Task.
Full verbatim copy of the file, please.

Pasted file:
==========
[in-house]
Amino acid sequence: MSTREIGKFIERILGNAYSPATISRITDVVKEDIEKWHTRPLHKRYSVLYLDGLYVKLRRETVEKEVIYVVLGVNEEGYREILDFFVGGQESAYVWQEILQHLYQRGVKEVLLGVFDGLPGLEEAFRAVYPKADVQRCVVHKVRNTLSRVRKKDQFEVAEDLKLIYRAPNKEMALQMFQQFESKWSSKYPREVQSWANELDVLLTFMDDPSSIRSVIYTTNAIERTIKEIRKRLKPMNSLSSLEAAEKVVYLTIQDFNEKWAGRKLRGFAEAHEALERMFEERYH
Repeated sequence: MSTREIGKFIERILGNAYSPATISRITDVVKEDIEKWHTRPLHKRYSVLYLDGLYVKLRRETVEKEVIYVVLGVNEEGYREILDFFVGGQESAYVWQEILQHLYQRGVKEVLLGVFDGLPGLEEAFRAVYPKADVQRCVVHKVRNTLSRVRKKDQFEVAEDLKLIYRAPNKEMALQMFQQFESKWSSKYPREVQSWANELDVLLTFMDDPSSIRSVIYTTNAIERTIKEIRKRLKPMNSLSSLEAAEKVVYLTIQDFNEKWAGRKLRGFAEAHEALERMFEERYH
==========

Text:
[in-house]
Amino acid sequence: MSTREIGKFIERILGNAYSPATISRITDVVKEDIEKWHTRPLHKRYSVLYLDGLYVKLRRETVEKEVIYVVLGVNEEGYREILDFFVGGQESAYVWQEILQHLYQRGVKEVLLGVFDGLPGLEEAFRAVYPKADVQRCVVHKVRNTLSRVRKKDQFEVAEDLKLIYRAPNKEMALQMFQQFESKWSSKYPREVQSWANELDVLLTFMDDPSSIRSVIYTTNAIERTIKEIRKRLKPMNSLSSLEAAEKVVYLTIQDFNEKWAGRKLRGFAEAHEALERMFEERYH
Repeated sequence: MSTREIGKFIERILGNAYSPATISRITDVVKEDIEKWHTRPLHKRYSVLYLDGLYVKLRRETVEKEVIYVVLGVNEEGYREILDFFVGGQESAYVWQEILQHLYQRGVKEVLLGVFDGLPGLEEAFRAVYPKADVQRCVVHKVRNTLSRVRKKDQFEVAEDLKLIYRAPNKEMALQMFQQFESKWSSKYPREVQSWANELDVLLTFMDDPSSIRSVIYTTNAIERTIKEIRKRLKPMNSLSSLEAAEKVVYLTIQDFNEKWAGRKLRGFAEAHEALERMFEERYH